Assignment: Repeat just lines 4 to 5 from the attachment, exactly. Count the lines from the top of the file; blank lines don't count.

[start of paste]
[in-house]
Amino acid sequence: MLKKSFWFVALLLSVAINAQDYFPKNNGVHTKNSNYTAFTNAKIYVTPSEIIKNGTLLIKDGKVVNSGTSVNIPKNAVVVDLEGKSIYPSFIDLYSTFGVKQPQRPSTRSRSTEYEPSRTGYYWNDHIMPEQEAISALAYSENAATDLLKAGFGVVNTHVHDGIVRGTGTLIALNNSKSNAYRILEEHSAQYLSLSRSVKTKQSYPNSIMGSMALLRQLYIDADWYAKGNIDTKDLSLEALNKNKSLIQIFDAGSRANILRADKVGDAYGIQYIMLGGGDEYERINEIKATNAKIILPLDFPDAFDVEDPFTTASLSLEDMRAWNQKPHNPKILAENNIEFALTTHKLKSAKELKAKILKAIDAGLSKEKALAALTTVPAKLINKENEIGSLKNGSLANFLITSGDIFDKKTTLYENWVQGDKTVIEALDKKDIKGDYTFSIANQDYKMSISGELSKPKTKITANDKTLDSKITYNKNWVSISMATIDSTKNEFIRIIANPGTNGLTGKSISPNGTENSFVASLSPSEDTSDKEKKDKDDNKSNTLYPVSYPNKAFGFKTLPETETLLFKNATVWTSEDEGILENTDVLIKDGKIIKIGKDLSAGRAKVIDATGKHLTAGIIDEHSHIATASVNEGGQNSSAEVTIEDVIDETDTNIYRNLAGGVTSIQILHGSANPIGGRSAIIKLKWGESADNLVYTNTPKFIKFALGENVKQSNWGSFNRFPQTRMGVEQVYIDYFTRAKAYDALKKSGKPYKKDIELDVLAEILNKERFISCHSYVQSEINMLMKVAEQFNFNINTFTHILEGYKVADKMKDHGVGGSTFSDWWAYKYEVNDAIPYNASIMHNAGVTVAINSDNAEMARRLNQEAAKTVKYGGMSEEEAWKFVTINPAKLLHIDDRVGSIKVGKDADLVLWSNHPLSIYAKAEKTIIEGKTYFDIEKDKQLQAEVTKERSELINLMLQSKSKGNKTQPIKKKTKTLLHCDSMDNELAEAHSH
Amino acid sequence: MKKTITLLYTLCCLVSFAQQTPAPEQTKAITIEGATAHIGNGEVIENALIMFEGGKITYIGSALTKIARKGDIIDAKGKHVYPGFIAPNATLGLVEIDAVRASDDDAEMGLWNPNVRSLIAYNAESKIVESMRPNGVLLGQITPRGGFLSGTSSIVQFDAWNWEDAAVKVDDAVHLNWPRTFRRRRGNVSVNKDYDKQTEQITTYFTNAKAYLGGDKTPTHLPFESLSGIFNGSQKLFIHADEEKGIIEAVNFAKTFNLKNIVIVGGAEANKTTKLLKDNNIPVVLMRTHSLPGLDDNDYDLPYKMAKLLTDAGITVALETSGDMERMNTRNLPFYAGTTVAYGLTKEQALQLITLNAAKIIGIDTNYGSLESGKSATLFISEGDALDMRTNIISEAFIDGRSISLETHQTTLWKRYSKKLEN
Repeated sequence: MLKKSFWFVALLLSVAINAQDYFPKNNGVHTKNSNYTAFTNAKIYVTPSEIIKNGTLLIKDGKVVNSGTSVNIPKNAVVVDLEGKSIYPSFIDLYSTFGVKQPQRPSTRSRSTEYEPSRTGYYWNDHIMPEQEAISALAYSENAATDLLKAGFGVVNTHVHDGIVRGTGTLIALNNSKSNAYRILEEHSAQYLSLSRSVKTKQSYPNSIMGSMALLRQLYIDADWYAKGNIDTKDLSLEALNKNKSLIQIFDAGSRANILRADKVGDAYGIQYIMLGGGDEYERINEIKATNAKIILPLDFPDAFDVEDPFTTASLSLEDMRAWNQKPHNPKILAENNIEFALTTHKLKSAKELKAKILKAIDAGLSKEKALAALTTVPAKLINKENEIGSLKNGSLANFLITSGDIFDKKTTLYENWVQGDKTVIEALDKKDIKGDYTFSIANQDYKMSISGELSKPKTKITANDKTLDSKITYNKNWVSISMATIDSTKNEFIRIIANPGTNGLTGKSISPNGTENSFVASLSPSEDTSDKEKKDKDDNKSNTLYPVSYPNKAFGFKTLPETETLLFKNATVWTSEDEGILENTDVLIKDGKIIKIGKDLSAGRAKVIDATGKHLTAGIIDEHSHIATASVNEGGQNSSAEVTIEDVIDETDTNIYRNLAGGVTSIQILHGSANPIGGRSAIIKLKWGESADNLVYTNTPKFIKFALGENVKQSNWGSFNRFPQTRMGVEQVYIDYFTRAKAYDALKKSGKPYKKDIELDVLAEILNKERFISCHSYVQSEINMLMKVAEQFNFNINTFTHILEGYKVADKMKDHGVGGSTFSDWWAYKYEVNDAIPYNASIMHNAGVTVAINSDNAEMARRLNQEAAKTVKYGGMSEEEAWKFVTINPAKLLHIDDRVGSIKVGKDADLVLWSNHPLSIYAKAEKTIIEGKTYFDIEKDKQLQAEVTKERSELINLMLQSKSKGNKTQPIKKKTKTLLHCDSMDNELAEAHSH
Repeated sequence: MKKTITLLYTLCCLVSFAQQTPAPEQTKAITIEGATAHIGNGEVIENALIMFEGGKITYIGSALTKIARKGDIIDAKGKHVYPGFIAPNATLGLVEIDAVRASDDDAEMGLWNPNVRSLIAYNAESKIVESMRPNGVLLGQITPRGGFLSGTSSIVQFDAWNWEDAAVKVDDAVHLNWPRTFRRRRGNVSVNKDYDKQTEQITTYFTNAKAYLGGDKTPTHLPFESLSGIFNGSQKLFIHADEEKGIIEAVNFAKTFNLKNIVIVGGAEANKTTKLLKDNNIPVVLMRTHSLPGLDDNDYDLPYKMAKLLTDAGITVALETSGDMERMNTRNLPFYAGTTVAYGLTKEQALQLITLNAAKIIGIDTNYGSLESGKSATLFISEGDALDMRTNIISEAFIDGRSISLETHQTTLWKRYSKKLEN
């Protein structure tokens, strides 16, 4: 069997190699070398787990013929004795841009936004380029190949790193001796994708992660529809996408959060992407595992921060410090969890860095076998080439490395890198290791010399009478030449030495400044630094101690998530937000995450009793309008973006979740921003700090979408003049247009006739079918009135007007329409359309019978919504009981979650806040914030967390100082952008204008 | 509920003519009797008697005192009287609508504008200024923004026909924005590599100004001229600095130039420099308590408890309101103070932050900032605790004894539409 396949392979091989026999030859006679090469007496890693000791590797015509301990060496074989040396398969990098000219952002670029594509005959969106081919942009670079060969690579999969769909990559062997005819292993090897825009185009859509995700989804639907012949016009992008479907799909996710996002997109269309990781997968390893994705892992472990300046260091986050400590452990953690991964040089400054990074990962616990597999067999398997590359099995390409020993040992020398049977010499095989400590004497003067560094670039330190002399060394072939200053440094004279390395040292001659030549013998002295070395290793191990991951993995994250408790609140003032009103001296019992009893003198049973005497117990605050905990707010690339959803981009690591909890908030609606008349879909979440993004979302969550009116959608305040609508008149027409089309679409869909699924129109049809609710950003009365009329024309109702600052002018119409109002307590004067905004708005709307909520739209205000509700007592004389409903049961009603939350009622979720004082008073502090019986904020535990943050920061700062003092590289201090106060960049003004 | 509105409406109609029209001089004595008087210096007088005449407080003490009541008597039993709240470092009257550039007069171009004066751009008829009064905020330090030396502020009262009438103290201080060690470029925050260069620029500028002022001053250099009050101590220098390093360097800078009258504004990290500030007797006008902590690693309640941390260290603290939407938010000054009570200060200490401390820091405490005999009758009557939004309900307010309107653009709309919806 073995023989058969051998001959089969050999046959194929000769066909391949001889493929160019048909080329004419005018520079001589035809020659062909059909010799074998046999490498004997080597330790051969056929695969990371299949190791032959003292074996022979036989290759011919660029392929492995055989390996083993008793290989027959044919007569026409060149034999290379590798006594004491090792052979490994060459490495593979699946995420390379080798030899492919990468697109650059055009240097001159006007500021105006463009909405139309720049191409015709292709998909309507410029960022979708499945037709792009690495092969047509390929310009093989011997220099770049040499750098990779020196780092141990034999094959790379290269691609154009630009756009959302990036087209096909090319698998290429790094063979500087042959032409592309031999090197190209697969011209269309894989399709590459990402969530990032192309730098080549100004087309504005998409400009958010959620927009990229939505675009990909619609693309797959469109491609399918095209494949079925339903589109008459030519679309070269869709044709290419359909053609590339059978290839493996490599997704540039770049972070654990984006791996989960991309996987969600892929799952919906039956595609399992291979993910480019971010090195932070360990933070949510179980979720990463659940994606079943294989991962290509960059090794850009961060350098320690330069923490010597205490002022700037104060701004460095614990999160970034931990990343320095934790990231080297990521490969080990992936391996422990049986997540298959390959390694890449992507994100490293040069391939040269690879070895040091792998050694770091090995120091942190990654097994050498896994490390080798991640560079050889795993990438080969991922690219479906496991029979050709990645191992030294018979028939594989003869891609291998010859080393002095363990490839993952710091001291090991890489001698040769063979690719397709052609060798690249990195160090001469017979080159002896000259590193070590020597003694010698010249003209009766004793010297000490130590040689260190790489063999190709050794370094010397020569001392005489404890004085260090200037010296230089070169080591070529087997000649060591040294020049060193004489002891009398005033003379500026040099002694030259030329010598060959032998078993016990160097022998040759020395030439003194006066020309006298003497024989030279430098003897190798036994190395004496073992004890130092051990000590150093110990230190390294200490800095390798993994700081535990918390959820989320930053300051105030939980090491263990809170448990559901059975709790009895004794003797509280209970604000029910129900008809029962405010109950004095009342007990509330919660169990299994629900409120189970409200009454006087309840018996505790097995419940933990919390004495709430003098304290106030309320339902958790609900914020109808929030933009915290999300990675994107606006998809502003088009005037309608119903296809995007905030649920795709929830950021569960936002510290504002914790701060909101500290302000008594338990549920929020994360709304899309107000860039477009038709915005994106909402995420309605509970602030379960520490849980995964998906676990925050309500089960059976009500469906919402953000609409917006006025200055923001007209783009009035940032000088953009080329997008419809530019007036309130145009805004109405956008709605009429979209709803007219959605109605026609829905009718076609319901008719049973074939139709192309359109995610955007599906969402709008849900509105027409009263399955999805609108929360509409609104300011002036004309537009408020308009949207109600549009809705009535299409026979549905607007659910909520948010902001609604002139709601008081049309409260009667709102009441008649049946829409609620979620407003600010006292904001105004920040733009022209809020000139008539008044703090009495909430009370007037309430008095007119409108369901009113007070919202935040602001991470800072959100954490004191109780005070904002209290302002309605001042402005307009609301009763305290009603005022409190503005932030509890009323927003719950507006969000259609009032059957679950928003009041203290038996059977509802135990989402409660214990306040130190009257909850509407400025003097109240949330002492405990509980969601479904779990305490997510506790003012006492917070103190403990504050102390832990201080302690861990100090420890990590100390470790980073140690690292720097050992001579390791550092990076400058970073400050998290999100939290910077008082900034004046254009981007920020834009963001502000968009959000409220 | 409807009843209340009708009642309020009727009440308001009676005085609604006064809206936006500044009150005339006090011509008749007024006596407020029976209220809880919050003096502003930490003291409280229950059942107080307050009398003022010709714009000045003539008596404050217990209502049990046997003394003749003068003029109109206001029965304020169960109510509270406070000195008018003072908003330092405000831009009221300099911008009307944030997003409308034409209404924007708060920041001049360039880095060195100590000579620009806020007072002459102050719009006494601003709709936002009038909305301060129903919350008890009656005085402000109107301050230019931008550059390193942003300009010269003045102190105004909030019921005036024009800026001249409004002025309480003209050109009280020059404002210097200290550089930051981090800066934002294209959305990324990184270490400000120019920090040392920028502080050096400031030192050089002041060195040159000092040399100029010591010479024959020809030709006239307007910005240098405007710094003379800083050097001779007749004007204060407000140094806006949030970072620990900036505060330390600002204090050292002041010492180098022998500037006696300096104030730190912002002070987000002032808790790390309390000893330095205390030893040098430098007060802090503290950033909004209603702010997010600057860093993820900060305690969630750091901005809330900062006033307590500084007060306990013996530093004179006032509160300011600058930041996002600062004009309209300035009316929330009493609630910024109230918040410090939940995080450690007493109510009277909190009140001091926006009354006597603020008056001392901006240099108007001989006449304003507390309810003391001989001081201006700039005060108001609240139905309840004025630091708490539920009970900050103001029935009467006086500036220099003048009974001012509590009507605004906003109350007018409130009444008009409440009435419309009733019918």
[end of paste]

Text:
Repeated sequence: MLKKSFWFVALLLSVAINAQDYFPKNNGVHTKNSNYTAFTNAKIYVTPSEIIKNGTLLIKDGKVVNSGTSVNIPKNAVVVDLEGKSIYPSFIDLYSTFGVKQPQRPSTRSRSTEYEPSRTGYYWNDHIMPEQEAISALAYSENAATDLLKAGFGVVNTHVHDGIVRGTGTLIALNNSKSNAYRILEEHSAQYLSLSRSVKTKQSYPNSIMGSMALLRQLYIDADWYAKGNIDTKDLSLEALNKNKSLIQIFDAGSRANILRADKVGDAYGIQYIMLGGGDEYERINEIKATNAKIILPLDFPDAFDVEDPFTTASLSLEDMRAWNQKPHNPKILAENNIEFALTTHKLKSAKELKAKILKAIDAGLSKEKALAALTTVPAKLINKENEIGSLKNGSLANFLITSGDIFDKKTTLYENWVQGDKTVIEALDKKDIKGDYTFSIANQDYKMSISGELSKPKTKITANDKTLDSKITYNKNWVSISMATIDSTKNEFIRIIANPGTNGLTGKSISPNGTENSFVASLSPSEDTSDKEKKDKDDNKSNTLYPVSYPNKAFGFKTLPETETLLFKNATVWTSEDEGILENTDVLIKDGKIIKIGKDLSAGRAKVIDATGKHLTAGIIDEHSHIATASVNEGGQNSSAEVTIEDVIDETDTNIYRNLAGGVTSIQILHGSANPIGGRSAIIKLKWGESADNLVYTNTPKFIKFALGENVKQSNWGSFNRFPQTRMGVEQVYIDYFTRAKAYDALKKSGKPYKKDIELDVLAEILNKERFISCHSYVQSEINMLMKVAEQFNFNINTFTHILEGYKVADKMKDHGVGGSTFSDWWAYKYEVNDAIPYNASIMHNAGVTVAINSDNAEMARRLNQEAAKTVKYGGMSEEEAWKFVTINPAKLLHIDDRVGSIKVGKDADLVLWSNHPLSIYAKAEKTIIEGKTYFDIEKDKQLQAEVTKERSELINLMLQSKSKGNKTQPIKKKTKTLLHCDSMDNELAEAHSH
Repeated sequence: MKKTITLLYTLCCLVSFAQQTPAPEQTKAITIEGATAHIGNGEVIENALIMFEGGKITYIGSALTKIARKGDIIDAKGKHVYPGFIAPNATLGLVEIDAVRASDDDAEMGLWNPNVRSLIAYNAESKIVESMRPNGVLLGQITPRGGFLSGTSSIVQFDAWNWEDAAVKVDDAVHLNWPRTFRRRRGNVSVNKDYDKQTEQITTYFTNAKAYLGGDKTPTHLPFESLSGIFNGSQKLFIHADEEKGIIEAVNFAKTFNLKNIVIVGGAEANKTTKLLKDNNIPVVLMRTHSLPGLDDNDYDLPYKMAKLLTDAGITVALETSGDMERMNTRNLPFYAGTTVAYGLTKEQALQLITLNAAKIIGIDTNYGSLESGKSATLFISEGDALDMRTNIISEAFIDGRSISLETHQTTLWKRYSKKLEN